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How to Build a Professional Network

You’ve heard the phrase when it comes to job searching, “it’s not what you know, it’s who you know.” Though it might seem completely self-serving and absurd, the adage is often proved true.

The importance of having a professional network has been reiterated over the last few years, probably due to the recession. Often companies don’t post jobs online and usually referrals take precedence over those who have just applied with a resume and cover letter. This doesn’t mean networking alone is your ticket to a job: networking is just a part of what successful professionals do.

Professional networks often develop naturally over time—you meet lots of people over the course of your working life—but how can you nurture your network? Attend conf

erences, networking cocktail hours, tradeshows? LinkedIn request everyone you could possibly want to know?

Think of networking as friends who are willing to help each other professionally. Bare bones, that’s the definition. It’s a tough job market, so we’ve got some tips to keep in mind while building a well-rounded network.

You need variety.

There’s no one type of person that should make up your network, as Tai Goodwin points out on Forbes.com. You want mentors, coaches, realists, partners, protégés, trendsetters, and industry experts in your network so you can draw on a variety of people for opinions and insights.

Instead of seeking to find every single person who is known for being very knowledgeable about your industry, try to mix it up and maybe not reach out to the most well-known person, but try someone else who could add value to your professional world.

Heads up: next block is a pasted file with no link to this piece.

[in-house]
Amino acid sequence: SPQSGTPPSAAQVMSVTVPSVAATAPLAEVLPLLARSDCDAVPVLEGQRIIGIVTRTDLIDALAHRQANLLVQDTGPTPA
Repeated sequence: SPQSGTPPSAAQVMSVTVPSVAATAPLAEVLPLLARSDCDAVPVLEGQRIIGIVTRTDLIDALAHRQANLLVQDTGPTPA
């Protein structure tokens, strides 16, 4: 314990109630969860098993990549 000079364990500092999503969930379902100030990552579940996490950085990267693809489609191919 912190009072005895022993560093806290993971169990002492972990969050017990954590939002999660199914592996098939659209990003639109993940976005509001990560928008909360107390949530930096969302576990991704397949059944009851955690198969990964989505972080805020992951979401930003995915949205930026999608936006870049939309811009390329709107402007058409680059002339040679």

Keep in touch.

This tip may seem counterintuitive, but often we focus on collecting the business cards and building the rolodex (or now the LinkedIn connections), rather than forging relationships with people. Networking is a lot like making friends—it takes dedication, work, and time to forge fruitful connections. And when you finally find professionals you click with or found interesting in some way, make sure to nurture the connection: don’t automatically assume they’ll remember you or remember to follow up!

When you are introduced to someone at an event or through another person, it’s a good idea to follow-up within 24 hours. Make sure you remind them of where you met and maybe throw in a bit about what you talked about. It doesn’t have to be long, just a quick note so they know that you appreciated meeting them. Sending an update every three or four months keeps the connection solid. Tips: be genuine! It’s more important to foster a relationship than just figure out what you can get from someone.

Give back.

Networking is built on the foundation of connecting people. If you never connect others to people you know, why should you expect people to connect you to their colleagues? Part of cultivating a network is helping others to cultivate theirs. Maybe they know someone you want to meet or could benefit from meeting. Or maybe they’ll introduce you to someone down the road that will become a great connection.

When presented the opportunity to introduce people, do it. It’s as simple as sending a joint email to both parties with short introductions. Let them take it from there. People will remember your willingness to help and be a resource—and they’ll be sure to want to repay the debt sometime.

Building a network shouldn’t be terrifying. There are so many ways to connect and keep in touch with others now, keeping that professional network in top notch shape should be a cinch!

P.S. Be sure to add us on LinkedIn if you have a networking account there! We love connecting with new people!

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